John Edgar McFadyen—Introduction to the Old Testament

Seeking the Pastures of Christ the Shepherd. Ss 1:07
Seeking the pastures of Christ the Shepherd. SS 1:7. Thou whom my soul admires above All earthly joy and earthly love, Tell me, dear Shepherd, let me know, Where doth thy sweetest pasture grow? Where is the shadow of that rock, That from the sun defends thy flock? Fain would I feed among thy sheep, Among them rest, among them sleep. Why should thy bride appear like one That turns aside to paths unknown? My constant feet would never rove, Would never seek another love. [The footsteps of thy flock
Isaac Watts—The Psalms and Hymns of Isaac Watts

Christ Inviting, and the Church Answering the Invitation. Ss 2:14-17.
Christ inviting, and the church answering the invitation. SS 2:14-17. [Hark! the Redeemer from on high Sweetly invites his fav'rites nigh; From caves of darkness and of doubt, He gently speaks, and calls us out. "My dove, who hidest in the rock, Thine heart almost with sorrow broke, Lift up thy face, forget thy fear, And let thy voice delight mine ear. "Thy voice to me sounds ever sweet; My graces in thy count'nance meet; Though the vain world thy face despise, 'Tis bright and comely in mine eyes."
Isaac Watts—The Psalms and Hymns of Isaac Watts

Christ Appearing to his Church, and Seeking Her Company. Ss 2:8-13.
Christ appearing to his church, and seeking her company. SS 2:8-13. The voice of my Beloved sounds Over the rocks and rising grounds; O'er hills of guilt and seas of grief He leaps, he flies to my relief. Now through the veil of flesh I see With eyes of love he looks at me; Now in the gospel's clearest glass He shows the beauties of his face. Gently he draws my heart along, Both with his beauties and his tongue; "Rise," saith my Lord, "make haste away, No mortal joys are worth thy stay. "The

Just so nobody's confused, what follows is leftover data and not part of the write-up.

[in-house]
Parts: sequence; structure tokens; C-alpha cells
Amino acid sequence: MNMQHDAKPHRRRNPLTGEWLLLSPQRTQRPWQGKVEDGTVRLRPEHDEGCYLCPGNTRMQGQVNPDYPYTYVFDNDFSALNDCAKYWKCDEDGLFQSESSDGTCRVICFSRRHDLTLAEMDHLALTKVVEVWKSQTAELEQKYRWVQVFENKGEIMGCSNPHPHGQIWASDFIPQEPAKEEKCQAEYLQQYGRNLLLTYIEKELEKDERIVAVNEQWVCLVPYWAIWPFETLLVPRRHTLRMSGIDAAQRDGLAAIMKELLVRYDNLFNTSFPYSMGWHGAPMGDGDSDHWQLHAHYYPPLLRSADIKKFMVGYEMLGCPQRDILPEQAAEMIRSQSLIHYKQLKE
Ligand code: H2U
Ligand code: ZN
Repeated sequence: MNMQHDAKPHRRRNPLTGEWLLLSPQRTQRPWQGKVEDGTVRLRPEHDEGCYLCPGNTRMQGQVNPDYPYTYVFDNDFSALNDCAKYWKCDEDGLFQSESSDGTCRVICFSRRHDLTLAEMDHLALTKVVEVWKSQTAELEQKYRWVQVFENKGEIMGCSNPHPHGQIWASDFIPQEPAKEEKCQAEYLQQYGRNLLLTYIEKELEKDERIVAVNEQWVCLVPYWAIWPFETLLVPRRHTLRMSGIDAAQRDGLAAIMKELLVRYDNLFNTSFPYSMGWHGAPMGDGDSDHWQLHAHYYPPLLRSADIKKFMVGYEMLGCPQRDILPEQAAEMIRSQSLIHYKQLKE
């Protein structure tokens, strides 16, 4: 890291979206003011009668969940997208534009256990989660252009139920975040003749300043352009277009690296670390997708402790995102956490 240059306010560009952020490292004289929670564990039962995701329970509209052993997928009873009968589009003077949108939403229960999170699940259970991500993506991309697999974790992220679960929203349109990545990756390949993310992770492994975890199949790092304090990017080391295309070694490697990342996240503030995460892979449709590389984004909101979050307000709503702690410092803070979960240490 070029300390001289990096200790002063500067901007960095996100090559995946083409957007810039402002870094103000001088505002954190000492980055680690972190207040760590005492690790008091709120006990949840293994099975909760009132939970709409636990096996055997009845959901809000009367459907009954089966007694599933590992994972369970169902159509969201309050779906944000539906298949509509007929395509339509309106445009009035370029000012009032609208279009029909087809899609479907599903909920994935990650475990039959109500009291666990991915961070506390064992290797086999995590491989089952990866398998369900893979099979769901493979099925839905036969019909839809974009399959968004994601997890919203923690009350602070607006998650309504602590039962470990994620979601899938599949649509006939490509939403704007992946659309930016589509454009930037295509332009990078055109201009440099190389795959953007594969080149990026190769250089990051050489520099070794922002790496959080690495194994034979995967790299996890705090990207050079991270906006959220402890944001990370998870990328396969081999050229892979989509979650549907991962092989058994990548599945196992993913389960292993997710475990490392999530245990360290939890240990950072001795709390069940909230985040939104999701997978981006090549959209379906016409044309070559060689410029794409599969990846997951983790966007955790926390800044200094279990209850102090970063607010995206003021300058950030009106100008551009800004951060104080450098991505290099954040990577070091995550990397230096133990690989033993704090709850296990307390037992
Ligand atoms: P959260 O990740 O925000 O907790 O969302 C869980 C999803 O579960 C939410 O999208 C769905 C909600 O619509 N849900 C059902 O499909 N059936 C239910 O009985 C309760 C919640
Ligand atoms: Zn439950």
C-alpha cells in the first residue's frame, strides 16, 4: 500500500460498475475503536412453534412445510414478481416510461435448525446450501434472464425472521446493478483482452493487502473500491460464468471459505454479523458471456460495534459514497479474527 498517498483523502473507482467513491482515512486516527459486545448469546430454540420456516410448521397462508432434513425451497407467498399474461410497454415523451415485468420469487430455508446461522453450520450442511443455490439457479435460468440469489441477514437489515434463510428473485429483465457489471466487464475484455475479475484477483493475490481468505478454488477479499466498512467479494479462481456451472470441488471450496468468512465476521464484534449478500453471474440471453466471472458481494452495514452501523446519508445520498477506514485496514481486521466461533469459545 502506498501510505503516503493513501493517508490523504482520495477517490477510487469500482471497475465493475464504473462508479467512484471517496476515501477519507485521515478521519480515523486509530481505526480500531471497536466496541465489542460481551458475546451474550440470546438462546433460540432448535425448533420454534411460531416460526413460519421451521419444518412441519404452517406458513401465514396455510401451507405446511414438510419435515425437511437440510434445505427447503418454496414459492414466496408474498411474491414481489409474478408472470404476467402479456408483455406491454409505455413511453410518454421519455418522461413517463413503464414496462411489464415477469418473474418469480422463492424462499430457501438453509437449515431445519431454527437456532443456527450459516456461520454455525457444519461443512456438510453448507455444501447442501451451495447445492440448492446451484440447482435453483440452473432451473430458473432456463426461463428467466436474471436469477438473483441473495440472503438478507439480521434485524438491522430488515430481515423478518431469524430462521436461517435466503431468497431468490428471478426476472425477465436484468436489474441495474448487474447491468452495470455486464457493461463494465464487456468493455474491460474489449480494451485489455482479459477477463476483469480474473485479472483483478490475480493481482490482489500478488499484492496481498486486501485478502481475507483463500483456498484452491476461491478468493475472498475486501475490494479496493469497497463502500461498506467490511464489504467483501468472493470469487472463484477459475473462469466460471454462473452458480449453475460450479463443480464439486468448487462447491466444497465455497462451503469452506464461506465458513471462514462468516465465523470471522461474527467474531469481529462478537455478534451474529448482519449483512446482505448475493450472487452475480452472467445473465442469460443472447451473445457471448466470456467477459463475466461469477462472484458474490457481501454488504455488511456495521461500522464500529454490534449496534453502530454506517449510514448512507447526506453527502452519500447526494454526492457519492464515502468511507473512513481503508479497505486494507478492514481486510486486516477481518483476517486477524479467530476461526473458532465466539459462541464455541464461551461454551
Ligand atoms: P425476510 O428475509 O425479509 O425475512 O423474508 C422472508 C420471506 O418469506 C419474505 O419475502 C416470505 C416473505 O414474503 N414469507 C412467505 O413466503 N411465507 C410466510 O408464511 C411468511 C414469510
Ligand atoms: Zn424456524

Isaac Watts—The Psalms and Hymns of Isaac Watts

The Church the Garden of Christ. Ss 4:12-15; 5:01
The church the garden of Christ. SS 4:12-15; 5:1. We are a garden walled around, Chosen and made peculiar ground; A little spot enclosed by grace Out of the world's wide wilderness. Like trees of myrrh and spice we stand, Planted by God the Father's hand; And all his springs in Zion flow, To make the young plantation grow. Awake, O, heav'nly wind! and come, Blow on this garden of perfume; Spirit divine! descend and breathe A gracious gale on plants beneath. Make our best spices flow abroad, To
Isaac Watts—The Psalms and Hymns of Isaac Watts

The Man and the Book.
In this and the following lectures I attempt an account and estimate of the Prophet Jeremiah, of his life and teaching, and of the Book which contains them--but especially of the man himself, his personality and his tempers (there were more than one), his religious experience and its achievements, with the various high styles of their expression; as well as his influence on the subsequent religion of his people. It has often been asserted that in Jeremiah's ministry more than in any other of the
George Adam Smith—Jeremiah